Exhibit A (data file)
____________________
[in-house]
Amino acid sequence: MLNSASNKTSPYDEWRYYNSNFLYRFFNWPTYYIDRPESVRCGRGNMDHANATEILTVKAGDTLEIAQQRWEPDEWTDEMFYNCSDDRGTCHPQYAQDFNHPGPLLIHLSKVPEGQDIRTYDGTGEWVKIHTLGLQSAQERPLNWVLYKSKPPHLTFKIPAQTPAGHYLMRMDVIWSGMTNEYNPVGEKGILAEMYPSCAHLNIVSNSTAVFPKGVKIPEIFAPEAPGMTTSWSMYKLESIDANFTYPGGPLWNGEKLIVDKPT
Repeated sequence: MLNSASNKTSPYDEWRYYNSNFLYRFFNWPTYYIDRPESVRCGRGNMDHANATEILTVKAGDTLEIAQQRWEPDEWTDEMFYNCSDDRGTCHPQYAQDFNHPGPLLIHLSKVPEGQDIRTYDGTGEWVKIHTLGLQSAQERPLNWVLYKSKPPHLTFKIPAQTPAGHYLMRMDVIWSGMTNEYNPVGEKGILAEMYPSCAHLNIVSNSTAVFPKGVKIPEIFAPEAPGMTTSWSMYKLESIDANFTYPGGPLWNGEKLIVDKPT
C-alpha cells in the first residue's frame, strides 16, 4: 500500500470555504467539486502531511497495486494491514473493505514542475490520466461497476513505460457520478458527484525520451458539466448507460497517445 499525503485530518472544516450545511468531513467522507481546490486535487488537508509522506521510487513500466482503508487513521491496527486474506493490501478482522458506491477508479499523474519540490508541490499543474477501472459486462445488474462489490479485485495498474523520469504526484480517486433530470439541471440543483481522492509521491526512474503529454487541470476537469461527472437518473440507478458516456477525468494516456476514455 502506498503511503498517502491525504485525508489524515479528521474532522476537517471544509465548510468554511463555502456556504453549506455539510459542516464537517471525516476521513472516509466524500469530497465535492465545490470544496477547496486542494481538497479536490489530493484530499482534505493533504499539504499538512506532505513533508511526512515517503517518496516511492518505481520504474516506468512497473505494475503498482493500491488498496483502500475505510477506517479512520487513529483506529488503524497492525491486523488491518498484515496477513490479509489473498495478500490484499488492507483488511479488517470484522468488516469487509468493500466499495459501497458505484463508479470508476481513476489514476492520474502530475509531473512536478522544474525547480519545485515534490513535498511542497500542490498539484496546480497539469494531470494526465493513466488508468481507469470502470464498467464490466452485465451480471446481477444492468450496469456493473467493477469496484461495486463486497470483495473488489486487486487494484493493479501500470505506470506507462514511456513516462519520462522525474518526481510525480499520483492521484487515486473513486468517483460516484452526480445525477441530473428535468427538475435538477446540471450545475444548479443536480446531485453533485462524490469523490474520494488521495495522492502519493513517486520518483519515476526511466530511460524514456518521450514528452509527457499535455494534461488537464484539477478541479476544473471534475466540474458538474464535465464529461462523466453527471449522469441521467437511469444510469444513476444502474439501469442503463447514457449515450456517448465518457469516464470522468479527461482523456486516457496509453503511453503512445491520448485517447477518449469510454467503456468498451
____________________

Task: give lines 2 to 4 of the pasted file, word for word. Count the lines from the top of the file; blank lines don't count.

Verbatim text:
Amino acid sequence: MLNSASNKTSPYDEWRYYNSNFLYRFFNWPTYYIDRPESVRCGRGNMDHANATEILTVKAGDTLEIAQQRWEPDEWTDEMFYNCSDDRGTCHPQYAQDFNHPGPLLIHLSKVPEGQDIRTYDGTGEWVKIHTLGLQSAQERPLNWVLYKSKPPHLTFKIPAQTPAGHYLMRMDVIWSGMTNEYNPVGEKGILAEMYPSCAHLNIVSNSTAVFPKGVKIPEIFAPEAPGMTTSWSMYKLESIDANFTYPGGPLWNGEKLIVDKPT
Repeated sequence: MLNSASNKTSPYDEWRYYNSNFLYRFFNWPTYYIDRPESVRCGRGNMDHANATEILTVKAGDTLEIAQQRWEPDEWTDEMFYNCSDDRGTCHPQYAQDFNHPGPLLIHLSKVPEGQDIRTYDGTGEWVKIHTLGLQSAQERPLNWVLYKSKPPHLTFKIPAQTPAGHYLMRMDVIWSGMTNEYNPVGEKGILAEMYPSCAHLNIVSNSTAVFPKGVKIPEIFAPEAPGMTTSWSMYKLESIDANFTYPGGPLWNGEKLIVDKPT
C-alpha cells in the first residue's frame, strides 16, 4: 500500500470555504467539486502531511497495486494491514473493505514542475490520466461497476513505460457520478458527484525520451458539466448507460497517445 499525503485530518472544516450545511468531513467522507481546490486535487488537508509522506521510487513500466482503508487513521491496527486474506493490501478482522458506491477508479499523474519540490508541490499543474477501472459486462445488474462489490479485485495498474523520469504526484480517486433530470439541471440543483481522492509521491526512474503529454487541470476537469461527472437518473440507478458516456477525468494516456476514455 502506498503511503498517502491525504485525508489524515479528521474532522476537517471544509465548510468554511463555502456556504453549506455539510459542516464537517471525516476521513472516509466524500469530497465535492465545490470544496477547496486542494481538497479536490489530493484530499482534505493533504499539504499538512506532505513533508511526512515517503517518496516511492518505481520504474516506468512497473505494475503498482493500491488498496483502500475505510477506517479512520487513529483506529488503524497492525491486523488491518498484515496477513490479509489473498495478500490484499488492507483488511479488517470484522468488516469487509468493500466499495459501497458505484463508479470508476481513476489514476492520474502530475509531473512536478522544474525547480519545485515534490513535498511542497500542490498539484496546480497539469494531470494526465493513466488508468481507469470502470464498467464490466452485465451480471446481477444492468450496469456493473467493477469496484461495486463486497470483495473488489486487486487494484493493479501500470505506470506507462514511456513516462519520462522525474518526481510525480499520483492521484487515486473513486468517483460516484452526480445525477441530473428535468427538475435538477446540471450545475444548479443536480446531485453533485462524490469523490474520494488521495495522492502519493513517486520518483519515476526511466530511460524514456518521450514528452509527457499535455494534461488537464484539477478541479476544473471534475466540474458538474464535465464529461462523466453527471449522469441521467437511469444510469444513476444502474439501469442503463447514457449515450456517448465518457469516464470522468479527461482523456486516457496509453503511453503512445491520448485517447477518449469510454467503456468498451